Malware Messes up India's Online Test for Business Schools

The move by India's top business schools to take their CAT entrance test online turned embarrassing after malware-infected computers left a number of students unable to take the test.

Prometric, a Baltimore, Maryland, testing company hired to conduct the CAT (Common Admission Test), said this week that the testing labs faced technical difficulties mainly due to malware and viruses. It said on the CAT Web site that it has decided to reschedule the tests for the affected students.

Over 240,000 candidates registered for the CAT 2009, which was scheduled to run from Nov. 28 to Dec. 7. While the written test was held on a single day in previous years, the online test this year was spread over 10 days, giving candidates the option to choose a date and center for the test.

Prometric was to conduct the tests across labs in 32 cities in the country. The tests are continuing after the initial disruption.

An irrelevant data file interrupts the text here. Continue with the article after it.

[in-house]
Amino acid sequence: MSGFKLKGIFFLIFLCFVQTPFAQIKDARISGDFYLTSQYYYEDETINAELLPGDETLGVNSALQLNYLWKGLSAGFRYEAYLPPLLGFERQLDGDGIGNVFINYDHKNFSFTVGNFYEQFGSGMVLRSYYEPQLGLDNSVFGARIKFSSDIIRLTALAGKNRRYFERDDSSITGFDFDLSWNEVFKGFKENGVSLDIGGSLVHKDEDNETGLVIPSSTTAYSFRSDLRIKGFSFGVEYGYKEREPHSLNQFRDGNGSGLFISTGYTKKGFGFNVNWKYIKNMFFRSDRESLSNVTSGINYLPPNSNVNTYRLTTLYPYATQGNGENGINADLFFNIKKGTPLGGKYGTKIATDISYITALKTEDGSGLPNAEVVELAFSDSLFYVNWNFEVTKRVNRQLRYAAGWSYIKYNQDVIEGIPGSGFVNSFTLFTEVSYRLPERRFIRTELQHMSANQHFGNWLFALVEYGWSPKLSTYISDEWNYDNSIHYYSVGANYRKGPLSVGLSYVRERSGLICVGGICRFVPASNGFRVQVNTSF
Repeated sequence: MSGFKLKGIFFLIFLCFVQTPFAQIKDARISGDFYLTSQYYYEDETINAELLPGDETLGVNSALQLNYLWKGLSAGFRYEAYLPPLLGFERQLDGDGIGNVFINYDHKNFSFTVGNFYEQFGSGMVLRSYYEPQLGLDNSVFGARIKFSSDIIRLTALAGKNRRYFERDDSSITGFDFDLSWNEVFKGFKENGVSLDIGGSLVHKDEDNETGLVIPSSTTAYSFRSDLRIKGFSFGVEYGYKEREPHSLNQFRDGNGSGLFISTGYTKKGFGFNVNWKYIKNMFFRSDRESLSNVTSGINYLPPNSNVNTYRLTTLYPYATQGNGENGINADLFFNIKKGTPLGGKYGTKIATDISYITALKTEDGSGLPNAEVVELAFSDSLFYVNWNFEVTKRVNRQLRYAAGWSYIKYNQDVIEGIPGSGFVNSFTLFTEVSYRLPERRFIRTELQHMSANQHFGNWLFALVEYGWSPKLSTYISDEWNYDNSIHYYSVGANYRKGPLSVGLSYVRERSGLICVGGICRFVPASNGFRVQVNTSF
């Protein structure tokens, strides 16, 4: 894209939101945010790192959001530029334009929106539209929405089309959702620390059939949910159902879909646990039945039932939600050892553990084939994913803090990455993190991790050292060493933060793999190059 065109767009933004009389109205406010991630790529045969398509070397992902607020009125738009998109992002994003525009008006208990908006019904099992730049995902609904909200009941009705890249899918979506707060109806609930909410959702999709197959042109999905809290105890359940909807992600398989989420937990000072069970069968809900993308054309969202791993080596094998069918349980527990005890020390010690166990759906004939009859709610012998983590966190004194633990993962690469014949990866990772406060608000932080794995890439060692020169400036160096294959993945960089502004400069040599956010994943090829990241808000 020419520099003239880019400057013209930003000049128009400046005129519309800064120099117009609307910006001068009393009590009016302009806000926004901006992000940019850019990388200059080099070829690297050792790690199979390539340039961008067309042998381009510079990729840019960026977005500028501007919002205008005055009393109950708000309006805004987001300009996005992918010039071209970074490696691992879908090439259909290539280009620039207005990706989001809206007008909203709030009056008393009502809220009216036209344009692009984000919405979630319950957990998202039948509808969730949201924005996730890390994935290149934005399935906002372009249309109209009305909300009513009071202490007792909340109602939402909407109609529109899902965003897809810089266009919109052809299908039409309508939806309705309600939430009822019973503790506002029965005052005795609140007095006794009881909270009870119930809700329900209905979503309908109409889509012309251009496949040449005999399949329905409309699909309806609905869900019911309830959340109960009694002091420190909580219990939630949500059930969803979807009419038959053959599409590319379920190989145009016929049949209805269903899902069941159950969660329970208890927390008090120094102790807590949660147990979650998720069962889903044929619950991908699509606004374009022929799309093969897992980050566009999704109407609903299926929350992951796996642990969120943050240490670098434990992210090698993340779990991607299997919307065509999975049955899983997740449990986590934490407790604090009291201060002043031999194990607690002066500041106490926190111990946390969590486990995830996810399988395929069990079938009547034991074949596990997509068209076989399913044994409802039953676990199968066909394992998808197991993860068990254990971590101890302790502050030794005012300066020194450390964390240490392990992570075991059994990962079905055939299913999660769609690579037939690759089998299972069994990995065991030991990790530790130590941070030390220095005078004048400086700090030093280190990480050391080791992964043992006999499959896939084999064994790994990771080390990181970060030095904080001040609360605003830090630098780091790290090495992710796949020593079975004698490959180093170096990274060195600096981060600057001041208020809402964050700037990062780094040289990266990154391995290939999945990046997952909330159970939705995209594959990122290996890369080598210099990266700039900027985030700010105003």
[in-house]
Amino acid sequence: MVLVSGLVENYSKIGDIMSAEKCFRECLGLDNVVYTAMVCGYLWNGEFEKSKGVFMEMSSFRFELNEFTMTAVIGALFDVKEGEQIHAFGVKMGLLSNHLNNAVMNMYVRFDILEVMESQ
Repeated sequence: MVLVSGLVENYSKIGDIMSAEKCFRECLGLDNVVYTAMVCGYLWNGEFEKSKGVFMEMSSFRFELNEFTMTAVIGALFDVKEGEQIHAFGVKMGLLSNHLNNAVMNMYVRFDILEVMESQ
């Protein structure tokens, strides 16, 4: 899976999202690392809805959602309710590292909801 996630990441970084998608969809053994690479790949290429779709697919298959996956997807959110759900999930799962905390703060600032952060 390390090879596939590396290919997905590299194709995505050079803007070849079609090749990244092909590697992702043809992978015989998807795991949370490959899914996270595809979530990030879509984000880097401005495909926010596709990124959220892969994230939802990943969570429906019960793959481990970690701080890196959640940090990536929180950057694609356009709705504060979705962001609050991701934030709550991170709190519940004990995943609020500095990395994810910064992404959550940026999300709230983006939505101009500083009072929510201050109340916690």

But on the first day of the test, computer viruses and malware prevented 47 testing labs from delivering the test to candidates as scheduled.

The Indian Institutes of Management (IIMs) are the top management training schools in the country, and some of their alumni occupy key positions in companies both in India and abroad. The IIMs have been set up by the government, but the institutes run as autonomous organizations.

The CAT is conducted to select students for the seven IIMs, and some other affiliated institutions.

The disruption of the test now throws open the possibility of legal action by candidates, said Vijay Mukhi, a Mumbai-based expert on cybersecurity. If there were viruses and malware in the system, candidates can now question their test results in court, he added.

It is also not clear what the IIMs have done to ensure data integrity, Mukhi said. There could be doubts that the system did not register correctly the entry made by the candidates in their answers, he added.

Candidates for the CAT faced problems with connectivity as well, as the speeds were sluggish, Mukhi said. Having local servers at the test centers linked up to the main servers would have prevented that problem, he added.

India's Minister for Human Resource Development, Kapil Sibal, has criticized the problems with the tests. About 8,000 of the 45,000 candidates for the first three days of the test had difficulties, he told reporters in Delhi this week.

The opposition Bharatiya Janata Party described the computer failures as a shame for a country that calls itself an IT superpower.

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